František Kupka (1871–1957) was a Czech painter, graphic artist and illustrator. In the years 1881–91, he studied at the Academy of Fine Arts in Prague in the studio of František Sequens. In the years 1891–2 then at the Academy of Fine Arts in Vienna with August Eisenmenger.
In 1894, he married Maria Bruhn from Denmark (the fair-haired woman from the well-known painting Ballad (Joys of Life)), who, however, died two years later. It was then that he settled in Montmartre in Paris and supported himself mainly by illustrations for magazines and books. The illustration exhibited here [in the permanent exhibition From the Collections] from the collection of the Jihlava gallery probably also dates from this period, which reveals Kupka's masterful sense for capturing situational reality and the psychology of characters.
He later met Eugenie Straubová, his second wife, and settled in Puteaux in 1906. From 1914 he enlisted in the French Foreign Legion, after his injury he organized the Czech colony in Paris. In 1920, he was appointed a professor at the Prague Academy based in Paris, where he was in charge of Czechoslovak scholarship holders. In 1921, his first solo exhibition took place in Paris, from 1930 he participated in the creation of the Abstraction-Création art group, of which he subsequently became the honorary chairman. He lived in seclusion in Beaugency during World War II.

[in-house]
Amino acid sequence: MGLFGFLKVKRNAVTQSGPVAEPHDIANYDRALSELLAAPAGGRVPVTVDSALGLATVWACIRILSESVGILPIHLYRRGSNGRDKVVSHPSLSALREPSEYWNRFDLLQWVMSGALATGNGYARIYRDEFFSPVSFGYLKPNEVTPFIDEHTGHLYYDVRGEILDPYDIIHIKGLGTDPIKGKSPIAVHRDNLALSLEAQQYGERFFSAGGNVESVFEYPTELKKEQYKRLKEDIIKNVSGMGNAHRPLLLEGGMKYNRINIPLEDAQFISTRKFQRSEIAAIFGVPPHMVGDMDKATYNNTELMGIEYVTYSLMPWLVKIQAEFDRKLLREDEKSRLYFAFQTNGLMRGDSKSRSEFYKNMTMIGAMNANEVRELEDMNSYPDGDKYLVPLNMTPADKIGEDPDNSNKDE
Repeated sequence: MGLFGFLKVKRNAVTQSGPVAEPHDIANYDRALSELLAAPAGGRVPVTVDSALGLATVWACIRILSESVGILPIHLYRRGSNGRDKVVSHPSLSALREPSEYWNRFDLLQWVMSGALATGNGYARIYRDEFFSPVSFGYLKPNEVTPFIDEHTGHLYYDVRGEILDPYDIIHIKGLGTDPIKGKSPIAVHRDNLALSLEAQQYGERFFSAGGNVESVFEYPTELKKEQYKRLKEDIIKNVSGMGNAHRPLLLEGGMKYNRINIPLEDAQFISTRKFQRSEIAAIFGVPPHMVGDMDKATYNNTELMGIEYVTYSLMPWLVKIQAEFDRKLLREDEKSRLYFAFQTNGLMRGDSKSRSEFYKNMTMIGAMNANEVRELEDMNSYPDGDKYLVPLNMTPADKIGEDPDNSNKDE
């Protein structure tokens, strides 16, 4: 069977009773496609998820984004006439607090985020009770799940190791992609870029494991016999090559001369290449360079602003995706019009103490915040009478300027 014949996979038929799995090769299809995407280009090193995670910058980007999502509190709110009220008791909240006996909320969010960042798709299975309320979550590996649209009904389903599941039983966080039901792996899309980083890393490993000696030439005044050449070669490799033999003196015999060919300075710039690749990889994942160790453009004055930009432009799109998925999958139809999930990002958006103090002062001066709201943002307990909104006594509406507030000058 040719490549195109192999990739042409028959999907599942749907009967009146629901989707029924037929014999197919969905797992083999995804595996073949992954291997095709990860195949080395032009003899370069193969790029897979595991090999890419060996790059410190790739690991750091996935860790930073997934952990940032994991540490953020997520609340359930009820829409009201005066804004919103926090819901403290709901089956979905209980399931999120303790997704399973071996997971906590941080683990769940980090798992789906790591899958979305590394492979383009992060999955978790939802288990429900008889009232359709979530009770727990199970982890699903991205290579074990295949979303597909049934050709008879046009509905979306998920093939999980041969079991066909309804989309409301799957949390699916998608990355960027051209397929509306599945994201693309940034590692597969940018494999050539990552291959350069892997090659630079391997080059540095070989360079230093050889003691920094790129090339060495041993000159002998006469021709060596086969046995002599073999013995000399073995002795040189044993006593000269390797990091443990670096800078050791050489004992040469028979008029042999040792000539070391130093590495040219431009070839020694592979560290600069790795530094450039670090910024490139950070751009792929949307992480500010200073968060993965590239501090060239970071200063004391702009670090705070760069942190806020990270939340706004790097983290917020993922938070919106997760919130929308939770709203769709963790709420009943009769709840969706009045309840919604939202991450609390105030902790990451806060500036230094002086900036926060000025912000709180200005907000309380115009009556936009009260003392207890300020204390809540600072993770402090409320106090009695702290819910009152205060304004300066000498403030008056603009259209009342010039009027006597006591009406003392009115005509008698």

František Kupka was a figure of unusual breadth and versatility – a genius painter, intellectual, philosopher and visionary. He was one of the founders of modern abstract painting. With his work, he made a significant mark in the history of world art. His relationship to music contributed to the emergence of a new artistic direction - Orphism, i.e. a direction bringing painting closer to other arts (music, poetry).